He said businesses and public officials need to consider how resources might better be allocated to serve “high-quality pre-K programs that have accountability and performance measurements in place.”
The quality of early childhood education can be linked to educational outcomes later in life, said John Weinberg, a staff economist at the Federal Reserve Bank of Richmond.
Now, Gates's focus appears to be getting more specific. In our email exchange, Weber described Gates's new focus this way: "Our work will have a specific focus on improving the provision of high-quality pre-K for three- and four-year-olds as well as supporting a well-prepared and compensated workforce."
This explains the foundation's recent grant for $100,000 to the Institute of Medicine in October 2014 to support a study that will "inform a national framework for strengthening the capacity of parents of young children, birth to age eight."
Another key point about Gates's ECE strategy, as Sarah Weber put it: "We do not expect to provide grants to direct service providers." Rather, the foundation hopes to work with city, state, and federal partners to develop promising programs and to couple workforce development efforts with high-quality child care options.
This intrigued me, so I asked Weber if I could get some more details. I wanted to get a sense of what the pairing of workforce development granting with ECE grantmaking would look like. But right now, the foundation is not ready to answer those kinds of questions. We will keep checking with them, though, to find out more when the picture becomes clearer.
I also wanted to know more about Gates's exemplar programs. To learn about that, Weber referred me to this study commissioned by the Gates Foundation and written by James Minervino, which describes in great detail the four exemplar programs that Gates is using to shape quality early learning. Some key findings? All exemplar programs have two adults in the classroom, and all exemplar programs have no more than 22 children in the classroom. Another key finding: Quality pre-K thrives in an environment where political leaders are active on the issue, particularly mayors and governors.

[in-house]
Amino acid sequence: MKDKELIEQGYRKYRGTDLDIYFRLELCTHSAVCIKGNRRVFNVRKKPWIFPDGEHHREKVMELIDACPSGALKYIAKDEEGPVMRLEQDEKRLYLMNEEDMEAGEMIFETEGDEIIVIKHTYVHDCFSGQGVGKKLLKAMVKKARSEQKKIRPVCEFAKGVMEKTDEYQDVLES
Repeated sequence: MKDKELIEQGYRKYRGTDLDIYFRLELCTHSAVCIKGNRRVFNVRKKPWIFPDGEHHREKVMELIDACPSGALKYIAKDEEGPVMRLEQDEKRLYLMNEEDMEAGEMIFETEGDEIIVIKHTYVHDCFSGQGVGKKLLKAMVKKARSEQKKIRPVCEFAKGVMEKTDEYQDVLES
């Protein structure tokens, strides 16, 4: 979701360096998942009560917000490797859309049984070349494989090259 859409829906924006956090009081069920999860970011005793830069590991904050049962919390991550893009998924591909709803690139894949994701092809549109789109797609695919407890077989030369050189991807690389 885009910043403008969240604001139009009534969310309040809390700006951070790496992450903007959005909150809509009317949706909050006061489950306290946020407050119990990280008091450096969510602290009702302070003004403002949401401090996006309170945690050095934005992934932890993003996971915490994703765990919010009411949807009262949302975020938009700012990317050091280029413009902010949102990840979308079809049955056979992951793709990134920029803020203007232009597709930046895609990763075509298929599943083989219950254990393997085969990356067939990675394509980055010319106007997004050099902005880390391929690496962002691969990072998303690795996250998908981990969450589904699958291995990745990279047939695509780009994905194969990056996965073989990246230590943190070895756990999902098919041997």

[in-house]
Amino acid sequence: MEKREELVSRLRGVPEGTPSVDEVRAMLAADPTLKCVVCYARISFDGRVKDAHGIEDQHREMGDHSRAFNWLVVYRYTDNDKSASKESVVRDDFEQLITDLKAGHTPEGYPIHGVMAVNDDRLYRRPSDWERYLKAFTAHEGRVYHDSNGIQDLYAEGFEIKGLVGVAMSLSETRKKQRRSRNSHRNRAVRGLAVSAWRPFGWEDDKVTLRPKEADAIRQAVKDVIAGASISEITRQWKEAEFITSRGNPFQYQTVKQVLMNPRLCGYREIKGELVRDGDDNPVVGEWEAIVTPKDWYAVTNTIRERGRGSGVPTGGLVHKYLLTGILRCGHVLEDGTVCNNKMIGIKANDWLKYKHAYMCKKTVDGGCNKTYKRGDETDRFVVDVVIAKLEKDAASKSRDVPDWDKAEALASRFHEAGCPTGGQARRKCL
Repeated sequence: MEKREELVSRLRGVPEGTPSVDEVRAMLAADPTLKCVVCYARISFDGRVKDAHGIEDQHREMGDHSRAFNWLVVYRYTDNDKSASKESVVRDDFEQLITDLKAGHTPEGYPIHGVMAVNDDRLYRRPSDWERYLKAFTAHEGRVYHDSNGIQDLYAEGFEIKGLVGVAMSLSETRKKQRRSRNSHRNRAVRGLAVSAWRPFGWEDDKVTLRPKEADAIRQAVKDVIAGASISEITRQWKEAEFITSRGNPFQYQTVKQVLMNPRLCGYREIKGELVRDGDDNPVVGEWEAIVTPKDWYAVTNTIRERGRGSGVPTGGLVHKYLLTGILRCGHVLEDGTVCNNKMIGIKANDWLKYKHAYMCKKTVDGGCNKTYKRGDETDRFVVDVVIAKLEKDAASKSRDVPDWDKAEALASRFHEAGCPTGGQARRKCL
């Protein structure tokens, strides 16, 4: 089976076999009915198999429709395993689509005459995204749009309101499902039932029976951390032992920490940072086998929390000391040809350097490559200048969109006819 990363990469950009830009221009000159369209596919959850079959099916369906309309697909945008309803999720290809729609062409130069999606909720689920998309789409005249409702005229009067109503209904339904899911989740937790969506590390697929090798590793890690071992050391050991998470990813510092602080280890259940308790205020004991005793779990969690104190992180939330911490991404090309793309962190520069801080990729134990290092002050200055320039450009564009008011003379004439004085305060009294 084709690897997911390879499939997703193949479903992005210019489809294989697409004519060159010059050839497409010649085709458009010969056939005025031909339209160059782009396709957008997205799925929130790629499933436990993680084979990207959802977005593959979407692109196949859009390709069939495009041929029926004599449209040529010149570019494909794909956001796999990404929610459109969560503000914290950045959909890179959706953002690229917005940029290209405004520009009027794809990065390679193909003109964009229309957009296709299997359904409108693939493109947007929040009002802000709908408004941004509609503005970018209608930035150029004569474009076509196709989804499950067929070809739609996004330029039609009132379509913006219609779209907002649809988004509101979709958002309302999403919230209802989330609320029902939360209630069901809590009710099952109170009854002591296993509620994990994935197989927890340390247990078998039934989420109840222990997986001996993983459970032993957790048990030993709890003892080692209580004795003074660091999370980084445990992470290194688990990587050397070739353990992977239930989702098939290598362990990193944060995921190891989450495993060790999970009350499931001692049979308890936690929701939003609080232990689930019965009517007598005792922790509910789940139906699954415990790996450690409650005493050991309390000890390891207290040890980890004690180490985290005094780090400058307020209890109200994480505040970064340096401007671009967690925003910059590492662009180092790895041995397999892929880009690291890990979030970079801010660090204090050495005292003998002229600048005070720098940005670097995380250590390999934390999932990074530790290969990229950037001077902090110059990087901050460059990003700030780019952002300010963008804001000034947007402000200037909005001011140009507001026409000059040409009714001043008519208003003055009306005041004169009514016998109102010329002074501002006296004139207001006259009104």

Democrat Sannie Overly promised a Jack Conway administration would spend more money on public preschool programs while Republican Jenean Hampton said it was a "non-issue" for Matt Bevin during a statewide televised debate of Kentucky's major party nominees for lieutenant governor just two weeks before the election.
"This whole issue, this is a non-issue for us. This wasn't even on our radar," Hampton said when asked if a Bevin administration would provide public preschool programs in Kentucky. "The reason the Conway camp is blowing this out of proportion is they have no other substance to offer. So they do what they always do, which is deflect attention from the real problems in Kentucky."
After the debate, Hampton told The Associated Press she meant that cutting spending for public preschool programs was the non-issue, saying "it wasn't even on our radar for budget cuts or anything else."